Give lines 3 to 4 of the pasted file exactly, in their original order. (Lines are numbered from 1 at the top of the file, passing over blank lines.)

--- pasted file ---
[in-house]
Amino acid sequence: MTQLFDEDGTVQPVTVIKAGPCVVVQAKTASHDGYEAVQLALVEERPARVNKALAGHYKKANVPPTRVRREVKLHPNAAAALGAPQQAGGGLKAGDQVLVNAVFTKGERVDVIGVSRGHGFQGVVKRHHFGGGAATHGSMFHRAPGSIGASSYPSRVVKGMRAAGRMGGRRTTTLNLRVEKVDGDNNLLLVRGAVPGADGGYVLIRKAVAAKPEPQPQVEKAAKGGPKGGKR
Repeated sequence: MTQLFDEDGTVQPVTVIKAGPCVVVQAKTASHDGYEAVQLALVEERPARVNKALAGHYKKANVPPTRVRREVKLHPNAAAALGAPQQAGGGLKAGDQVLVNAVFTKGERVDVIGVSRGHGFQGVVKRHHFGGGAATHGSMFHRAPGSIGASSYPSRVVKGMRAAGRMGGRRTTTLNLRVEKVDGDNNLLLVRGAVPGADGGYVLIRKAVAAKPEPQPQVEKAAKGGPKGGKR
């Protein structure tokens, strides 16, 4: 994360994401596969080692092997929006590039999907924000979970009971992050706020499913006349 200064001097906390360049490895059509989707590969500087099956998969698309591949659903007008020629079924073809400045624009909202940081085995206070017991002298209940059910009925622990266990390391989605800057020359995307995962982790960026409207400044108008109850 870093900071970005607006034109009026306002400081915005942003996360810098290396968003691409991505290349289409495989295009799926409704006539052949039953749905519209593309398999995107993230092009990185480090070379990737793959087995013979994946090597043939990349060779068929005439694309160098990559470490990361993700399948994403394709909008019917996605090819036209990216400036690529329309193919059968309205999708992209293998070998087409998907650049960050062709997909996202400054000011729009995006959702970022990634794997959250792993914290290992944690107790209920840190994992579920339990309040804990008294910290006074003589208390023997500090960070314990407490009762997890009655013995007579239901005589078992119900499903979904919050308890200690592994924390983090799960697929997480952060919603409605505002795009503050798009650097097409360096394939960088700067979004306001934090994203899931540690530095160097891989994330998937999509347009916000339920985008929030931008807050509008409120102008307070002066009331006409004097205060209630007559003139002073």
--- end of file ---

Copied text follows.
Repeated sequence: MTQLFDEDGTVQPVTVIKAGPCVVVQAKTASHDGYEAVQLALVEERPARVNKALAGHYKKANVPPTRVRREVKLHPNAAAALGAPQQAGGGLKAGDQVLVNAVFTKGERVDVIGVSRGHGFQGVVKRHHFGGGAATHGSMFHRAPGSIGASSYPSRVVKGMRAAGRMGGRRTTTLNLRVEKVDGDNNLLLVRGAVPGADGGYVLIRKAVAAKPEPQPQVEKAAKGGPKGGKR
């Protein structure tokens, strides 16, 4: 994360994401596969080692092997929006590039999907924000979970009971992050706020499913006349 200064001097906390360049490895059509989707590969500087099956998969698309591949659903007008020629079924073809400045624009909202940081085995206070017991002298209940059910009925622990266990390391989605800057020359995307995962982790960026409207400044108008109850 870093900071970005607006034109009026306002400081915005942003996360810098290396968003691409991505290349289409495989295009799926409704006539052949039953749905519209593309398999995107993230092009990185480090070379990737793959087995013979994946090597043939990349060779068929005439694309160098990559470490990361993700399948994403394709909008019917996605090819036209990216400036690529329309193919059968309205999708992209293998070998087409998907650049960050062709997909996202400054000011729009995006959702970022990634794997959250792993914290290992944690107790209920840190994992579920339990309040804990008294910290006074003589208390023997500090960070314990407490009762997890009655013995007579239901005589078992119900499903979904919050308890200690592994924390983090799960697929997480952060919603409605505002795009503050798009650097097409360096394939960088700067979004306001934090994203899931540690530095160097891989994330998937999509347009916000339920985008929030931008807050509008409120102008307070002066009331006409004097205060209630007559003139002073």